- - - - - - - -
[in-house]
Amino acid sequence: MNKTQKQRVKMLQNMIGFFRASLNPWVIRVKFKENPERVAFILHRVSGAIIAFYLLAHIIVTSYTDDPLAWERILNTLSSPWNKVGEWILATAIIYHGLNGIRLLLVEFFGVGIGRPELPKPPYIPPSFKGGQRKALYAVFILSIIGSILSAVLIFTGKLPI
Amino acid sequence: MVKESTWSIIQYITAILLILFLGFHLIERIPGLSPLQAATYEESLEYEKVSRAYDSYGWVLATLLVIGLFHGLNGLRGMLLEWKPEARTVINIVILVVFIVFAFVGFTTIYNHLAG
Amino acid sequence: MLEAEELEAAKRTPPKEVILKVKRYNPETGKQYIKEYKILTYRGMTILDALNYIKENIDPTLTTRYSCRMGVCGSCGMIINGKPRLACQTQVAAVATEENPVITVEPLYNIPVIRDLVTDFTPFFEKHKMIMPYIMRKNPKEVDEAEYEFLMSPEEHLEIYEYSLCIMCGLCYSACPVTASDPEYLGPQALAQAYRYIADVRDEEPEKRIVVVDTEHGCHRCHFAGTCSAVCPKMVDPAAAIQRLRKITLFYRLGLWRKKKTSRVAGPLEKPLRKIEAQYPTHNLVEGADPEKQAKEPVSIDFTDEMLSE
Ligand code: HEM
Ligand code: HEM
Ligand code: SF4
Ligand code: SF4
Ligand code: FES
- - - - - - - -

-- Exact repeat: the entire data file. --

[in-house]
Amino acid sequence: MNKTQKQRVKMLQNMIGFFRASLNPWVIRVKFKENPERVAFILHRVSGAIIAFYLLAHIIVTSYTDDPLAWERILNTLSSPWNKVGEWILATAIIYHGLNGIRLLLVEFFGVGIGRPELPKPPYIPPSFKGGQRKALYAVFILSIIGSILSAVLIFTGKLPI
Amino acid sequence: MVKESTWSIIQYITAILLILFLGFHLIERIPGLSPLQAATYEESLEYEKVSRAYDSYGWVLATLLVIGLFHGLNGLRGMLLEWKPEARTVINIVILVVFIVFAFVGFTTIYNHLAG
Amino acid sequence: MLEAEELEAAKRTPPKEVILKVKRYNPETGKQYIKEYKILTYRGMTILDALNYIKENIDPTLTTRYSCRMGVCGSCGMIINGKPRLACQTQVAAVATEENPVITVEPLYNIPVIRDLVTDFTPFFEKHKMIMPYIMRKNPKEVDEAEYEFLMSPEEHLEIYEYSLCIMCGLCYSACPVTASDPEYLGPQALAQAYRYIADVRDEEPEKRIVVVDTEHGCHRCHFAGTCSAVCPKMVDPAAAIQRLRKITLFYRLGLWRKKKTSRVAGPLEKPLRKIEAQYPTHNLVEGADPEKQAKEPVSIDFTDEMLSE
Ligand code: HEM
Ligand code: HEM
Ligand code: SF4
Ligand code: SF4
Ligand code: FES